A new method for administering the monkeypox vaccine has the potential to stretch New York City’s limited supply of doses. But at a City Council hearing Wednesday, City Health Commissioner Dr. Ashwin Vasan said the pivot would likely take several weeks to complete.

Part of the holdup stems from the additional training health care workers will need for the new strategy, which is known as intradermal dosing. It works via a shallow injection of a vaccine in between the body’s skin layers, rather than the normal tactic of plunging all the way into a person’s muscles. Intradermal dosing requires more delicacy and smaller needles, which can be harder to work with — but it also uses smaller volumes of the vaccine.

“This is a promising strategy to expand supply,” Vasan told members of the City Council. But, he added, “to make a switch like this midstream in a vaccination campaign is extraordinarily difficult for a number of reasons.”

The Jynneos monkeypox vaccine, which is distributed to states and localities by the federal government, has been in short supply. The federal government has distributed about 1 million doses so far. Switching to intradermal vaccination could make it possible to extract as many as five doses from each vial, instead of just one.

Vasan also added that the new method is not optional — it is being mandated by the Biden administration and New York won’t receive additional doses of the vaccine until the transition is complete.

The switch starts Wednesday evening with a new batch of 12,000 vaccine appointments. All of these appointments will be for intradermal vaccination, unless the patient has a condition such as keloid scarring, which would make the method less effective for them, Vasan said. Those patients will receive the dose through the traditional method, known as subcutaneous vaccination.

To start, the city is rolling out the new method with its own public health clinics and mass vaccination sites. However, the city has been working to bring more community-based organizations and health care providers into the vaccination effort, in part, to address disparities in who is getting vaccinated and reach those who are most vulnerable.

The city convened a meeting with some of these community groups on Monday to gauge what they need to make the transition, Vasan said.

Research with past vaccines suggests that the intradermal route could produce a similar immune response as the traditional vaccination method, although it may also cause more redness, itchiness, and swelling at the injection site, according to the U.S. Food and Drug Administration, which issued emergency authorization for the method earlier this month.

But health experts have said publicly that it’s unclear if the same will apply for Jynneos without more clinical trials. Only a single human study from 2015 has reported positive results with intradermal administration of the Jynneos monkeypox vaccine. Vasan also noted at the hearing that if the procedure is done incorrectly, it could be ineffective.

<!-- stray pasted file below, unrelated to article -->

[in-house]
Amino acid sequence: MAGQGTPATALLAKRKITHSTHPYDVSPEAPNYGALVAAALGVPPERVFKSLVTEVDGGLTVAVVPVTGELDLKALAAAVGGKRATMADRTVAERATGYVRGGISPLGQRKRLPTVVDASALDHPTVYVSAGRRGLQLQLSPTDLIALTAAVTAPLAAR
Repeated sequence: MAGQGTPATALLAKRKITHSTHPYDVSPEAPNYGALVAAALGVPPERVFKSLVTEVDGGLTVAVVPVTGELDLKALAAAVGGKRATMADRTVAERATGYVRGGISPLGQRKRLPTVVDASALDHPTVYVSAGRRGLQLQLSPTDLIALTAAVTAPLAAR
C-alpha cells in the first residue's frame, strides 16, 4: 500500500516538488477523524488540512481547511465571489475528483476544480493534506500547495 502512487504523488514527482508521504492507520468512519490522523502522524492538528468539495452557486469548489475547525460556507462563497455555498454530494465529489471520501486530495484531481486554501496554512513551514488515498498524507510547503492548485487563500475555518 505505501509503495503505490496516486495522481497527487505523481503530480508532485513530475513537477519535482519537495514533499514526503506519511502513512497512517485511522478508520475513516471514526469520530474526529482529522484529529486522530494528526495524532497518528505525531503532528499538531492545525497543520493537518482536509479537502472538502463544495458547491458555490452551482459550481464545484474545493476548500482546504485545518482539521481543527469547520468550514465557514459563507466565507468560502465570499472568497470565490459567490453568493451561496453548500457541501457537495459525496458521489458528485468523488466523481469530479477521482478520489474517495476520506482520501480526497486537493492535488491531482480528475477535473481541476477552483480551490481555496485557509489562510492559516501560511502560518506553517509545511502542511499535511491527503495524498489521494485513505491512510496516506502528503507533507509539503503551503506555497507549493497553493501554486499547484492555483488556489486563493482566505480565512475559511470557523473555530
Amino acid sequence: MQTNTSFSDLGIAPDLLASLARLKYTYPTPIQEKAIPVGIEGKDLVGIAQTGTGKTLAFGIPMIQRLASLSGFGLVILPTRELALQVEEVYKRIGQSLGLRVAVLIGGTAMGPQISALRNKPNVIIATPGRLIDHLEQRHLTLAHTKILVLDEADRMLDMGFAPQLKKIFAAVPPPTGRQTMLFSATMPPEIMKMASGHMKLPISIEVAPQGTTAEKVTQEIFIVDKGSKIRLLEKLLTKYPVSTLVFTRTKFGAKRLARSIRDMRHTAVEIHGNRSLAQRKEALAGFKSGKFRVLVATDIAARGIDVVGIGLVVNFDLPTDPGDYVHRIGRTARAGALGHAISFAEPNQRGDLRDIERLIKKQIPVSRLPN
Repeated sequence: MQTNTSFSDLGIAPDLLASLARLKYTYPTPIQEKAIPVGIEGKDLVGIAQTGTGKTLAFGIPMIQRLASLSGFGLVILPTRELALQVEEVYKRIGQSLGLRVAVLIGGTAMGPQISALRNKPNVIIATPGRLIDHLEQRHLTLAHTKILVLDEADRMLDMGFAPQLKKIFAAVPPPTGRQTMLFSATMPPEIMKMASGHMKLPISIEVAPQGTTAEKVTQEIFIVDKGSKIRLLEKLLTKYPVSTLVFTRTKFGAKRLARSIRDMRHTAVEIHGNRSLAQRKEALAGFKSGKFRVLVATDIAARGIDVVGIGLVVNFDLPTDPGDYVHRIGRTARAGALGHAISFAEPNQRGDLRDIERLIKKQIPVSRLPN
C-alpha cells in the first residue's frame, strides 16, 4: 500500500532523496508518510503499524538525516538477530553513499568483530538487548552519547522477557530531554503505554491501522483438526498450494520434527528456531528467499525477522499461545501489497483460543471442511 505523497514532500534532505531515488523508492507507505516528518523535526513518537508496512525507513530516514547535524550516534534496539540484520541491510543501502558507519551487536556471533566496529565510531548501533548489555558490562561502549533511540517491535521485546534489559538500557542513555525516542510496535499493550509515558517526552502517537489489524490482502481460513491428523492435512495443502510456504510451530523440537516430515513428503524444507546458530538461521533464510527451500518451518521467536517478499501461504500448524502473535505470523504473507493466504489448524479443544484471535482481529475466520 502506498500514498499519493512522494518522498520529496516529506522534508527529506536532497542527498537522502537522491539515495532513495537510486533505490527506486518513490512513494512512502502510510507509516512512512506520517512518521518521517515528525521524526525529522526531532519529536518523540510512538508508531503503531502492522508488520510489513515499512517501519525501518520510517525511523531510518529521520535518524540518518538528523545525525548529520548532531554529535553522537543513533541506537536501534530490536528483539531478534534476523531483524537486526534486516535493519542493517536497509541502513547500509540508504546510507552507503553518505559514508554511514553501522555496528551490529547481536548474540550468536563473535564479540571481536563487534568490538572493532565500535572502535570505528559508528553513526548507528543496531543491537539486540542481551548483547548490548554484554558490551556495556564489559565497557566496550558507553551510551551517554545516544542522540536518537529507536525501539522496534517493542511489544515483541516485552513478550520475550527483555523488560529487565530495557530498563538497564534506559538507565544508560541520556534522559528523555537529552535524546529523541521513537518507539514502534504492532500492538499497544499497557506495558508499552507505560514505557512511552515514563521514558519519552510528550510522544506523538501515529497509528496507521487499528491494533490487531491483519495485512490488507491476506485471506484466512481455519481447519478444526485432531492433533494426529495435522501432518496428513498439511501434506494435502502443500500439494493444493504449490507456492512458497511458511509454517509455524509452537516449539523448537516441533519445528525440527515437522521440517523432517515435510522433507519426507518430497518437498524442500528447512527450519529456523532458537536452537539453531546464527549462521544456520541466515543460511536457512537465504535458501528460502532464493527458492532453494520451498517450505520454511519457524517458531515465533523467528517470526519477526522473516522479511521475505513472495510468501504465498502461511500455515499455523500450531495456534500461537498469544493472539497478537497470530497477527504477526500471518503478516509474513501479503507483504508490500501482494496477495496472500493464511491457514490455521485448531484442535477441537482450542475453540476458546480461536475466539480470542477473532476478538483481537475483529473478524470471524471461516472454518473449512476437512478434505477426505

Councilmember Lynn Schulman, chair of the health committee, expressed concerns that many health care providers lack practice with this method. “I’m guessing even current providers are not that used to giving intradermal vaccines,” she said, noting that the city is working to bring on additional vaccine providers as well.

Vasan admitted that even he had not given an intradermal vaccine since medical school, but said he didn’t necessarily think it was difficult to do. He said city health department staff are going into the field to work with providers to make sure they get it right.

The new vaccination strategy has created challenges elsewhere in the country, as well as uncertainty about how many doses will ultimately be available. Although the federal government has said the new method uses one-fifth the amount of the vaccine per dose, some health officials in other states are saying that they are only getting three or four doses out of each vial, instead of five, according to Politico.

But Vasan emphasized that, so far, the city’s immunization campaign has been effective. City data shows that the number of daily cases being diagnosed is finally starting to trend down after climbing throughout the summer. Vasan attributed that to a combination of education and outreach in the communities most affected by monkeypox as well as vaccination. The city has vaccinated more than 69,000 New Yorkers considered at risk for the virus so far.

In addition to educating health care providers about the new vaccine delivery method, the city should also educate community members, said Anthony Fortenberry, chief nursing officer for Callen-Lorde Community Health Center, which serves LGBTQ patients. He also called on the city to monitor the effectiveness of the new method, particularly for immunocompromised patients.

“Our patients are those who have historically lacked appropriate health care access and we need to ensure they are not left behind again,” Fortenberry said.